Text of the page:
Quince Orchard Revamps Athletic Facilities

Since Quince Orchard High School opened in September 1988, eight tennis courts have been among the first sights visitors to the school take in upon entering the parking lot.

That space has been reduced to a construction zone since the end of May, but by mid-August the final touches should be placed on eight brand new, state-of-the-art US Open Blue tennis courts—complete with new nets and net posts, fencing and gates.

“They’re going to be topshelf,” third-year Cougars Athletic Director Jeff Rabberman said. “(The tennis courts) are such a big part of our campus when you come in, it’s going to make a huge difference.”

The upgrade is part of an athletic department overhaul spearheaded by Rabberman, that began with the conversion of Quince Orchard’s fields to Bermuda grass last summer and also includes a new and improved—and much bigger—weight room.

In addition to ensuring all students are training and competing on high-quality surfaces and in the safest environment,  Rabberman said the goal of the revitalization is to match the state of Quince Orchard’s facilities with the beaming pride the community has historically had for the Cougars’ sports programs.

“I think the way things look even matters to the kids—psychologically, when you’re practicing on Bermuda grass that’s been taken care of and watered, it makes a difference in the way you practice and the way you play,” Rabberman said. “We really want to advance our facilities to where they need to be and show our students, and our athletes, that they have our support, and we’re putting them in a position to perform at their best.”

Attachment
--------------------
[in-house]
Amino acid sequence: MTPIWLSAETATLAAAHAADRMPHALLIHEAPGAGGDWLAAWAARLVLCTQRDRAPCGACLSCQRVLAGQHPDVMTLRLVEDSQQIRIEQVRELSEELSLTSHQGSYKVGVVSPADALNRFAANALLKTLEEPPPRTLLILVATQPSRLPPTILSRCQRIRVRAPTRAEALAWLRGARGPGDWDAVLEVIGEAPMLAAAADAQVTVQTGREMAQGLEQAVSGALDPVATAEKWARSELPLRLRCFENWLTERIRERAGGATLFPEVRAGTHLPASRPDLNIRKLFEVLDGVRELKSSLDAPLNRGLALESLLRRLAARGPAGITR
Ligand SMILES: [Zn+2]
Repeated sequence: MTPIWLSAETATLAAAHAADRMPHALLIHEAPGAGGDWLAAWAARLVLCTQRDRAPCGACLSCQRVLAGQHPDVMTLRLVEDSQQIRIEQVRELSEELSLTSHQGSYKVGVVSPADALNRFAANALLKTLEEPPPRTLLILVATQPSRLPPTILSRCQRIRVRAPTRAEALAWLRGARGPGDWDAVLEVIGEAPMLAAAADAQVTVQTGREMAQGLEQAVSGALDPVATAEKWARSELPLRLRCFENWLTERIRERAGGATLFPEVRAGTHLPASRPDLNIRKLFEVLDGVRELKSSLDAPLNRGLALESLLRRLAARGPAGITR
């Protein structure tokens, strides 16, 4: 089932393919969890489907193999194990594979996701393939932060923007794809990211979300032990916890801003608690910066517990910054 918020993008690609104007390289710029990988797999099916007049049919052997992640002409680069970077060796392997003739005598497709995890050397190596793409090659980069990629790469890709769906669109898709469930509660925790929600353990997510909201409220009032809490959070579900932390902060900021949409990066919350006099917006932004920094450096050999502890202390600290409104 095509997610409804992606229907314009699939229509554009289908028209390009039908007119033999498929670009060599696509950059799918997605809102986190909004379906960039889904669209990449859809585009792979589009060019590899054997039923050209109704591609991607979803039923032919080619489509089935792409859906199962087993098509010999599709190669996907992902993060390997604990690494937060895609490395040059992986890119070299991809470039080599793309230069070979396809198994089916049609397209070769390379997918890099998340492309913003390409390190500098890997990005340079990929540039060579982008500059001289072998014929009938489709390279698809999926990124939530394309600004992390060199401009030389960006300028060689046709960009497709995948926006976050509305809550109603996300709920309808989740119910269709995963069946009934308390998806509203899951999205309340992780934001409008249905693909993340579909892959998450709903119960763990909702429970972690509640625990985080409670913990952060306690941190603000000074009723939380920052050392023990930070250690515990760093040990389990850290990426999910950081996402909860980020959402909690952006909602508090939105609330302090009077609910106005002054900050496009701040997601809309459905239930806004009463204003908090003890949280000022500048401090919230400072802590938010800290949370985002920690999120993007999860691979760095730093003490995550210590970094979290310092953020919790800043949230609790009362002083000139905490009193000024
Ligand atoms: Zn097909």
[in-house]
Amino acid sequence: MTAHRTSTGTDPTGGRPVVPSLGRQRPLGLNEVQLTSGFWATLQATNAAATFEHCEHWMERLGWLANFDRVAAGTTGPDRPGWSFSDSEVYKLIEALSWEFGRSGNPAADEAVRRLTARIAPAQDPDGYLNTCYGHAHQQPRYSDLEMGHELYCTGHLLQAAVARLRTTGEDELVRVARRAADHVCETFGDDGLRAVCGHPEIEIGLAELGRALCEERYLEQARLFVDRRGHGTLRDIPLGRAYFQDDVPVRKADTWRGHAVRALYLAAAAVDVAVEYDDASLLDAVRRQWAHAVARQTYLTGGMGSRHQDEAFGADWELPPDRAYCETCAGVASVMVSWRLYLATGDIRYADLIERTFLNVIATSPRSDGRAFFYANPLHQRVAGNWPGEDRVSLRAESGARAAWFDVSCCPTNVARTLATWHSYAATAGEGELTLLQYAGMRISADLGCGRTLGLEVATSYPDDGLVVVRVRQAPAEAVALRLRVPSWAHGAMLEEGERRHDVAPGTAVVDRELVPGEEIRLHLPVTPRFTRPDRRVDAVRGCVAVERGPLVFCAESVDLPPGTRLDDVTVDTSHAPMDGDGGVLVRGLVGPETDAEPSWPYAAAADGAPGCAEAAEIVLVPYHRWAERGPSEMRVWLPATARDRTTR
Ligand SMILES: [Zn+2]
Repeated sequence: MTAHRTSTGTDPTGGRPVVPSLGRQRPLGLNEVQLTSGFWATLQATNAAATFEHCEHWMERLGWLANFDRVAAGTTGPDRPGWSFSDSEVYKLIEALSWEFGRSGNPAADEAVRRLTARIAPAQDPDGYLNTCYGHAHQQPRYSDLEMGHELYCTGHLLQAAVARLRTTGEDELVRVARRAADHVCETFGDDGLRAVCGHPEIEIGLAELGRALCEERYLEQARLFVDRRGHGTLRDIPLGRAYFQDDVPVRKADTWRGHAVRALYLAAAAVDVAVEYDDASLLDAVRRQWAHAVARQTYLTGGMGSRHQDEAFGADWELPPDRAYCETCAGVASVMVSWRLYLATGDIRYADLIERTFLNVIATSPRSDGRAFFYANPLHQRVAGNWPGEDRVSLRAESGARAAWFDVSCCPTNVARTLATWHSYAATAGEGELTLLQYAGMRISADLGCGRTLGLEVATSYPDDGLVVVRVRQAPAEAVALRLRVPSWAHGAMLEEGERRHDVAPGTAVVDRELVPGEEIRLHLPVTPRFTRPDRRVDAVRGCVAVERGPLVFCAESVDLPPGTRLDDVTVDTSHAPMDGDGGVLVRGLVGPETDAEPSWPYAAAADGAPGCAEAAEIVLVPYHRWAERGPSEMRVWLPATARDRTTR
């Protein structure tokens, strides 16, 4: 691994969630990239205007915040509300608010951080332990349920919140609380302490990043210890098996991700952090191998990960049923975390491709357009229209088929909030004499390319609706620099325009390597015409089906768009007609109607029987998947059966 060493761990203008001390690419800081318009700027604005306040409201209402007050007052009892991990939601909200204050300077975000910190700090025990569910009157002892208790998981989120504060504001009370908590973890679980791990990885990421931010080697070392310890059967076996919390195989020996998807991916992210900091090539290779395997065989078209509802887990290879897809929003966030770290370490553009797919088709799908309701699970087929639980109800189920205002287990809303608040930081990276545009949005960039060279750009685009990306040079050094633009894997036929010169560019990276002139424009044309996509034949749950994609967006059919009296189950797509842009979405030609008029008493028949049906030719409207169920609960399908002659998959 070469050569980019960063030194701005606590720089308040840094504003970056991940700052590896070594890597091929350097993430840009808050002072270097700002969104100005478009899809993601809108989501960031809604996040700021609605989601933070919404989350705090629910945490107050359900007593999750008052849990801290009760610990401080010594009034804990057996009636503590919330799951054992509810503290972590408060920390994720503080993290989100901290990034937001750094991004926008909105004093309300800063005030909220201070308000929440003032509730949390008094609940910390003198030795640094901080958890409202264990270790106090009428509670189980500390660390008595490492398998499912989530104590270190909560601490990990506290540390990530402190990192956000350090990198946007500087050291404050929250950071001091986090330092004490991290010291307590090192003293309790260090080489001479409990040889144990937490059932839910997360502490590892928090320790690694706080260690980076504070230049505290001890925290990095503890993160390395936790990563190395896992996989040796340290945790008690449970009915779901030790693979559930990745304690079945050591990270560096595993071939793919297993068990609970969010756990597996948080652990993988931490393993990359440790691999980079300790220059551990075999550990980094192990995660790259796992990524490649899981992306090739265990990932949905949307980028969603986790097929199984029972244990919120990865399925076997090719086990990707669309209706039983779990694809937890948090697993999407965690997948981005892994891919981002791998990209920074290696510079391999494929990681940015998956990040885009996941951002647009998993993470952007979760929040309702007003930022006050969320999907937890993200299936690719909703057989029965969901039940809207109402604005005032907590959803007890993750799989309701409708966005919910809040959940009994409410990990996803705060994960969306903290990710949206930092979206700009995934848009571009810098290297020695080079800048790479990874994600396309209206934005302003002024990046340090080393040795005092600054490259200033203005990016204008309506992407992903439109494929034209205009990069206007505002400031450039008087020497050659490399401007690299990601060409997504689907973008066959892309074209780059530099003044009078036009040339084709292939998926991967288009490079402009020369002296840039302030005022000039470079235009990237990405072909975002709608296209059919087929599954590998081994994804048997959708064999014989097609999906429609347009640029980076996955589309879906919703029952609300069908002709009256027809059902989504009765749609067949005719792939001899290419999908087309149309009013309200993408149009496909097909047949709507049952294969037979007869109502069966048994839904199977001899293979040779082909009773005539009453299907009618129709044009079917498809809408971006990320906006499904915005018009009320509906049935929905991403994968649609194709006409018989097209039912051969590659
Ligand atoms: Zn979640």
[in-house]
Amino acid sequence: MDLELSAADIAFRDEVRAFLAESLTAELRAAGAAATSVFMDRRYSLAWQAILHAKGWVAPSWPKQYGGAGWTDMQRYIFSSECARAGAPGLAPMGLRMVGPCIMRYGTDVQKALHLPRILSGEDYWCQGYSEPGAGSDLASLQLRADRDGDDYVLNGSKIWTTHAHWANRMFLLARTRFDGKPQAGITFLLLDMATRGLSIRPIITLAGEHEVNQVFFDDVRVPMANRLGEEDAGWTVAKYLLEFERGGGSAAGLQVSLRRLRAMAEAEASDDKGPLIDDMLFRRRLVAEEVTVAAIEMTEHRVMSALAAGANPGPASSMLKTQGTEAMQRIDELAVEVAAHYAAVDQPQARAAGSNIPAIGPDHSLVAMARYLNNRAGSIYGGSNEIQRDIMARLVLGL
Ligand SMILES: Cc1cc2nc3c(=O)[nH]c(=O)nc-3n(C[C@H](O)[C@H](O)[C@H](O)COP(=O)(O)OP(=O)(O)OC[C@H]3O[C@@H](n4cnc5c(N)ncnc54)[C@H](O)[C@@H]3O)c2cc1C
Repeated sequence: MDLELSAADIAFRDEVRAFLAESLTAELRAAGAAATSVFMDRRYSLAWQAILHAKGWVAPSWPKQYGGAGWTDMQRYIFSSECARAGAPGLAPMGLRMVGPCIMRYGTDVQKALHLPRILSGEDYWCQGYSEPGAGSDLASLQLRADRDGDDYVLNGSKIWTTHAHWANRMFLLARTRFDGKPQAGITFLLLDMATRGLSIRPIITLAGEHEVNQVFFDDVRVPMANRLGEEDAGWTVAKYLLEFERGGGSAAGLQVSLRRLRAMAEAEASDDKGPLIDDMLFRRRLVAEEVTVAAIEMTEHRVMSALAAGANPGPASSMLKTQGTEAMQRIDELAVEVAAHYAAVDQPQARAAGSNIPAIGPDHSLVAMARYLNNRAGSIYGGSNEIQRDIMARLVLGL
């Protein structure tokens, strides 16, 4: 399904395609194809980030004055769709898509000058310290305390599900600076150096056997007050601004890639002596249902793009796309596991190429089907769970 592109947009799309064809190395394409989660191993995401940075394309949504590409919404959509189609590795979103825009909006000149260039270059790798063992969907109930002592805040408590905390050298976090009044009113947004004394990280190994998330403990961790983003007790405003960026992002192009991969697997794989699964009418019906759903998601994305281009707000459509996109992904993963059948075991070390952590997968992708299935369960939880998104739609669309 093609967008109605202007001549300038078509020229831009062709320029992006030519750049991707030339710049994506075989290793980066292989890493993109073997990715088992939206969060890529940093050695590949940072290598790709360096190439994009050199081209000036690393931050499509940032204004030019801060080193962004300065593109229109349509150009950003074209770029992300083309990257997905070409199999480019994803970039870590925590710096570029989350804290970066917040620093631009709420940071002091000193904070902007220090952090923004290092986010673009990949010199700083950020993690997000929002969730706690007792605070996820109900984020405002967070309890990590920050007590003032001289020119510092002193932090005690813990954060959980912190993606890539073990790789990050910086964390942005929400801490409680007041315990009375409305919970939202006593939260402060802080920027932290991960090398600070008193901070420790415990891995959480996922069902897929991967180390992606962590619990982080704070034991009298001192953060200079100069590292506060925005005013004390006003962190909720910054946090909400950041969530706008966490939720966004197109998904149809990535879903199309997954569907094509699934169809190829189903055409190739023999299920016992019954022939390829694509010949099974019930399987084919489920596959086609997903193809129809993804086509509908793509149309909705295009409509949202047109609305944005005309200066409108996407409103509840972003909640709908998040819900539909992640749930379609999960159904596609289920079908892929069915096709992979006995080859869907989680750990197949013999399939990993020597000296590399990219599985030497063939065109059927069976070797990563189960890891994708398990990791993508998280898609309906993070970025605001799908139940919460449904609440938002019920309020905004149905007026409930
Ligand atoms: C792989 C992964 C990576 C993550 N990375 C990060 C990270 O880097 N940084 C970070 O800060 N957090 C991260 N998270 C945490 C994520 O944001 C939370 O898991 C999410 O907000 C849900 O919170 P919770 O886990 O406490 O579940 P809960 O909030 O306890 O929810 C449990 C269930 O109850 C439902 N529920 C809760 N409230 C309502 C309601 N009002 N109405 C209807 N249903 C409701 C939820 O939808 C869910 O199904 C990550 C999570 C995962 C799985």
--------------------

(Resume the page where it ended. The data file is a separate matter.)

While the tennis court renovations were funded by Montgomery County Public Schools’ Capital Improvements Program—and will benefit Quince Orchard’s entire tennis-rich community—other equipment purchases and restorations were backed by the Quince Orchard All-School Booster Club, the PTA and the athletic department.

GameDay Turf Management has continued to work on the fields this summer, re-sodding, re-grading and re-sprigging, and Rabberman said he believes students will be pleasantly surprised by improvements even in just the last year, when they arrive for tryouts in mid-August. The lips and dirt on the baseball and softball fields are scheduled to be redone this fall.

Rabberman said the new weight room is expected to be ready by the fall and will not only benefit athletes, but physical education classes as well. Aside from nearly doubling in size, which will naturally allow for more air flow—and accommodate the enrollment in weight training classes of an additional 50 students per semester—upgraded equipment will include a functional trainer, TRX® bands, medicine balls, new box jumps and much more.

There are “a ton” of kids in physical education classes who don’t play a sport but are interested in fitness and living a healthy lifestyle, Rabberman said. With this new facility, the hope is to encourage more students to pursue lifelong fitness. Updates to the weight room follow the more recent movement in strength training to more functional work, which primarily focuses on exercises using bodyweight and resistance.

“It’s not always about how much weight you can lift,” Rabberman said. “With the functional trainer and the TRX bands, there are a million different things you can do. … I’m really excited for the kids to see (the new room). When you walk in, it’s like a complete 180 from the old weight room.”

This year’s upgrades, which also include a new scoreboard and sound system in the gym, are only the second phase of Rabberman’s vision. By the end of the next phase, which he said he hopes to round out within the next year or so, Quince Orchard’s athletic facilities “will be as good as they can possibly be.”

“Our community takes a lot of pride in our school and our athletic program,” Rabberman said. “Now, when I look out on the grounds, I see our fields getting to a level where we can put them up against anyone, anywhere (in the county).”